BOSTON (MainStreet) -- As the East Coast endured an earthquake and hurricane, many relied on social media last week to find out what was going on and keep tabs on loved ones. It was a luxury we didn't have a decade ago when terrorists attacked the World Trade Center and Pentagon."After Sept. 11, 2001, the way people were communicating about missing loved ones was posting paper fliers all over New York City," says Jeannette Sutton, senior research scientist for the University of Colorad at Colorado Springs' Trauma, Health and Hazards Center. "Then, a couple of years later, with the tsunami in Asia, there were significant numbers of people who were missing. Instead of putting paper fliers all over the place, people were posting pictures on Flickr. You saw, very quickly, the movement of how people were sharing information, shifting from physical, direct communication to online communications."
|Since 9/11, Twitter and Facebook have evolved into go-to resources following disasters.|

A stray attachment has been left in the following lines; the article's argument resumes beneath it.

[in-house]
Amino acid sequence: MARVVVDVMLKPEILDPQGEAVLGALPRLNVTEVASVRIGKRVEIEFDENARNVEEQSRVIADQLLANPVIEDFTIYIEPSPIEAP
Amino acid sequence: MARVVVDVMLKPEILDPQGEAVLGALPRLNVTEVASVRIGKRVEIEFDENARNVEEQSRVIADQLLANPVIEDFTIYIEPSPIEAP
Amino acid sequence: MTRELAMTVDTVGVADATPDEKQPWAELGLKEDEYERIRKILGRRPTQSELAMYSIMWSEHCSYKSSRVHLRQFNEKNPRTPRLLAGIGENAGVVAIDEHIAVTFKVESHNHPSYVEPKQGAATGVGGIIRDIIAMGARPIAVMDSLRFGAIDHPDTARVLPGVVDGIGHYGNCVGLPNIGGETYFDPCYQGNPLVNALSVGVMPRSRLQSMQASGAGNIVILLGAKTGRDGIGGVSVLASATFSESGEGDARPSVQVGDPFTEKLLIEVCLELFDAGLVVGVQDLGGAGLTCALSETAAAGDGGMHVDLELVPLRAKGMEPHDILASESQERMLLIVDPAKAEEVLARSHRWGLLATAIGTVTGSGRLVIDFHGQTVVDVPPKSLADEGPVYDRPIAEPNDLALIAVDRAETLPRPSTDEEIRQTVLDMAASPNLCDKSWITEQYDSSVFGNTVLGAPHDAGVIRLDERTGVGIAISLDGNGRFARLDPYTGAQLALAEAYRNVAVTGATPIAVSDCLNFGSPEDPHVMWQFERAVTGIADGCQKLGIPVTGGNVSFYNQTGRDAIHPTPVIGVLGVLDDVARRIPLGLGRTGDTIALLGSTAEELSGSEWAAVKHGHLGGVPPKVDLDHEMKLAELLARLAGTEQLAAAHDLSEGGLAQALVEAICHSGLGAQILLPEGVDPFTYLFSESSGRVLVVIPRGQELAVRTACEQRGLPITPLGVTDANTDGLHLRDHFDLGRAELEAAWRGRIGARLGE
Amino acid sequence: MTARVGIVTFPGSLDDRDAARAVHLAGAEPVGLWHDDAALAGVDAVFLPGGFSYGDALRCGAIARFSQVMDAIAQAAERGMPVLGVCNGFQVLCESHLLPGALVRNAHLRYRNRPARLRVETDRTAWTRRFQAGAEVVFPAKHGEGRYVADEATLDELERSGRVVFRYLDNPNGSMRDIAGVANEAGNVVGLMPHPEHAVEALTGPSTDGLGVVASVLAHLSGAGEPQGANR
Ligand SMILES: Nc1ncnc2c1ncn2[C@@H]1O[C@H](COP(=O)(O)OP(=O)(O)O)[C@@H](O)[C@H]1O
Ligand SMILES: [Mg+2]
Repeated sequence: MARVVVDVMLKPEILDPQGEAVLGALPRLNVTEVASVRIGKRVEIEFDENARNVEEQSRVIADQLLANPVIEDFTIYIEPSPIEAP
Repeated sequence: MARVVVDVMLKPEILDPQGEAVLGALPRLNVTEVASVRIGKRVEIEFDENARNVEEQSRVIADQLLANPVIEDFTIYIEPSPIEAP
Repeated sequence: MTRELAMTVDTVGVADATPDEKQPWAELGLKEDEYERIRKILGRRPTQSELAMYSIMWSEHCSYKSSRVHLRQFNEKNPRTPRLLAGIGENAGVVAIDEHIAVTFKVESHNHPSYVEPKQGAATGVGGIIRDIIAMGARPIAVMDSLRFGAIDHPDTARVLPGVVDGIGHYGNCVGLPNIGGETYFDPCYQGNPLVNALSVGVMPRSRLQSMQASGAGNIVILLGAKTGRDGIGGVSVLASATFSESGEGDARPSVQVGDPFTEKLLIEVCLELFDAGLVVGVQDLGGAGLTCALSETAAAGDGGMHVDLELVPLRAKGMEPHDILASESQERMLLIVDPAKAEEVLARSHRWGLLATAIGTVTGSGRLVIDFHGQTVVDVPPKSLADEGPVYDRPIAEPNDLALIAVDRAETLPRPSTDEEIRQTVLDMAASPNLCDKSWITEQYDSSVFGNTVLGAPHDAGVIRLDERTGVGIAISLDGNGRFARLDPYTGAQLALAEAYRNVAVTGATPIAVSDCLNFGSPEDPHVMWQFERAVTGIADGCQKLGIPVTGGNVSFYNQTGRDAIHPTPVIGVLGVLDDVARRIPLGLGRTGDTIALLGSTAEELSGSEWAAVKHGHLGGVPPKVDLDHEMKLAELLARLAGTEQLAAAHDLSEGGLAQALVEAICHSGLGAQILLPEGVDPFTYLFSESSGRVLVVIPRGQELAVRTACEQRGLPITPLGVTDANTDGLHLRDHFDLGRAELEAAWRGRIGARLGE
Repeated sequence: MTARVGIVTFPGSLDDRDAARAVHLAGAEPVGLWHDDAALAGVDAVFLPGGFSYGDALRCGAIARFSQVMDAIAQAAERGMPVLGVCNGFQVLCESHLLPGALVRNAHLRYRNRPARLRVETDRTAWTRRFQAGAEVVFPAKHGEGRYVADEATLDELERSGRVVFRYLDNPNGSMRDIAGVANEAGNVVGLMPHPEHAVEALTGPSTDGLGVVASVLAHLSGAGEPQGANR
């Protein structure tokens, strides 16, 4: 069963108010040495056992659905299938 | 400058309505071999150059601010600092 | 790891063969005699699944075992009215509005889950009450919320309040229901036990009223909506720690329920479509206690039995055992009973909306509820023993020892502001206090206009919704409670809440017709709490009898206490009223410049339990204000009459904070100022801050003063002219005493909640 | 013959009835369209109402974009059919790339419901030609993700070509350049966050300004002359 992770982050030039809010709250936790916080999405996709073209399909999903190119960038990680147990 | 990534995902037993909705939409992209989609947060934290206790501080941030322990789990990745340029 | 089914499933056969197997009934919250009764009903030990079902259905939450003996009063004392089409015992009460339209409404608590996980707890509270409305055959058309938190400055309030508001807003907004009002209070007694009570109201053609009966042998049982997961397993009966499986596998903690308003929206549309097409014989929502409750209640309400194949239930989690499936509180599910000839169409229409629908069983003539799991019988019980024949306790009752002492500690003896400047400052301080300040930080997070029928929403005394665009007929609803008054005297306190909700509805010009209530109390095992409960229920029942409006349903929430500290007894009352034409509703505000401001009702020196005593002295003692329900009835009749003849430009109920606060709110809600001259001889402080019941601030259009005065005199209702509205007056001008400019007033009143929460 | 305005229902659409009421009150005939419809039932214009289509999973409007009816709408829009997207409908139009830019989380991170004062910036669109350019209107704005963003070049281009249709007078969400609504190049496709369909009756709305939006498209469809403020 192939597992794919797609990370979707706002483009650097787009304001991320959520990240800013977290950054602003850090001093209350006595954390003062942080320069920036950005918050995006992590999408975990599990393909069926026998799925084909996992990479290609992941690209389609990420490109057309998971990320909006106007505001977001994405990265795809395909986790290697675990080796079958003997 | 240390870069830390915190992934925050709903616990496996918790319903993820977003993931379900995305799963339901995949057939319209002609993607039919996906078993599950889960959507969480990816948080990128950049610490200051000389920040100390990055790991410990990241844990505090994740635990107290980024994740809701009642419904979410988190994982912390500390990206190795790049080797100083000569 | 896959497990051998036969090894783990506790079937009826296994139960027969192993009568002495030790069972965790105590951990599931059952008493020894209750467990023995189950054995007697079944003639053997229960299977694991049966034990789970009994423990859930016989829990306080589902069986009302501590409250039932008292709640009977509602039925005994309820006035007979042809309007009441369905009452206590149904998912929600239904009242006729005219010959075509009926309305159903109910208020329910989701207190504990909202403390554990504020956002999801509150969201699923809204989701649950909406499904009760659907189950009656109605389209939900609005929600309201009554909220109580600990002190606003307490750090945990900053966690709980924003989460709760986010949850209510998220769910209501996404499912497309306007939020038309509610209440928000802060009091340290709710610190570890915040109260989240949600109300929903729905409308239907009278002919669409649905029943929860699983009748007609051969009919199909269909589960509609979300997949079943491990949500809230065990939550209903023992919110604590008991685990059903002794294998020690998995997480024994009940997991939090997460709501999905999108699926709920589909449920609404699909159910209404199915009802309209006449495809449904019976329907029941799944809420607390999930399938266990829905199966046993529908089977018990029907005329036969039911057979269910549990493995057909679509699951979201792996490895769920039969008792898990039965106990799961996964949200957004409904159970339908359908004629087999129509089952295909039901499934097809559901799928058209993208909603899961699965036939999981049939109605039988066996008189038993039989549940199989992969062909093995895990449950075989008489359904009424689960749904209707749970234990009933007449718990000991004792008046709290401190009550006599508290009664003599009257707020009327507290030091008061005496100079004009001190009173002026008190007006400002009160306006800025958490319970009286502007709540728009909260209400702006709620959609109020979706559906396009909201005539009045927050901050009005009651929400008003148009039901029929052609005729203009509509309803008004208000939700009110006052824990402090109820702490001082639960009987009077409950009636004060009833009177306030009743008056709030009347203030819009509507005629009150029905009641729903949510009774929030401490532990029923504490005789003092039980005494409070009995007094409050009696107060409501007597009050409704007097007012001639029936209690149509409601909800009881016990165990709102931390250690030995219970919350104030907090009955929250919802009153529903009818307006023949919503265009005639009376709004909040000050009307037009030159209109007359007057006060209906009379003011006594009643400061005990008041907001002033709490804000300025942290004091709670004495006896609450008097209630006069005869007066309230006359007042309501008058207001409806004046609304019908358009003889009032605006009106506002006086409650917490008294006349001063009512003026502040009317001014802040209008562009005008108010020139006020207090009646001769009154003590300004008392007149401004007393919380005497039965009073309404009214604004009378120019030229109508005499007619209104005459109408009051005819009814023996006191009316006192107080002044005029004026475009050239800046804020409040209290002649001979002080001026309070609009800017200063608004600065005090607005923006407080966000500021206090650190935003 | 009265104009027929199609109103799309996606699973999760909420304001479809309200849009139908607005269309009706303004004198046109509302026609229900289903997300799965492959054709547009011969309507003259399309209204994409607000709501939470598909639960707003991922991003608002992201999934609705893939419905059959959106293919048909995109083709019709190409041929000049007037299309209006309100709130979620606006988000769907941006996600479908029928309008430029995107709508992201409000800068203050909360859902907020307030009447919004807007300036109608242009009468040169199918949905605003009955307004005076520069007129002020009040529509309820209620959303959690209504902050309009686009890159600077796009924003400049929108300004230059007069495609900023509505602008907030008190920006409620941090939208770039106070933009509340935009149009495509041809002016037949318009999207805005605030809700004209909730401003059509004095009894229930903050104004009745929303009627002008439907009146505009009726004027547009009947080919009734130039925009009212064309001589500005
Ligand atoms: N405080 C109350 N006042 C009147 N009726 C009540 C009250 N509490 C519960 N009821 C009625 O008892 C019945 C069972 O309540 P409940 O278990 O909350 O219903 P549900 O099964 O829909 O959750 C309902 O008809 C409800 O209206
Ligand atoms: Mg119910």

On Sept. 10, 2010 -- one day before the anniversary of the Word Trade Center attack -- Microsoft ( MSFT) pulled the plug on a service named Microsoft Vine that aimed to be a communication tool in times of crisis, especially for people shut off from traditional lines of communication. A company memo detailed the decision to scuttle the project: "The decision to discontinue future development of Microsoft Vine was not easily made. Multiple options were thoroughly explored and evaluated with rigor and in the end it was determined that Microsoft Vine is not sustainable as a stand-alone offering." While that corporate giant couldn't find the right formula to bridge and adapt the wealth of data, individuals, groups and smaller companies are getting into the game. "With the Haiti earthquake, we saw the rise of the volunteer tech communities, which are working alongside emergency managers, but in a volunteer capacity. They are actually monitoring that information, curating it, then mapping it. They may not be able to go to the disaster scene and help with directly serving the victims, but they can do what they do by looking through information that is available online," says Sutton of the University of Colorado at Boulder.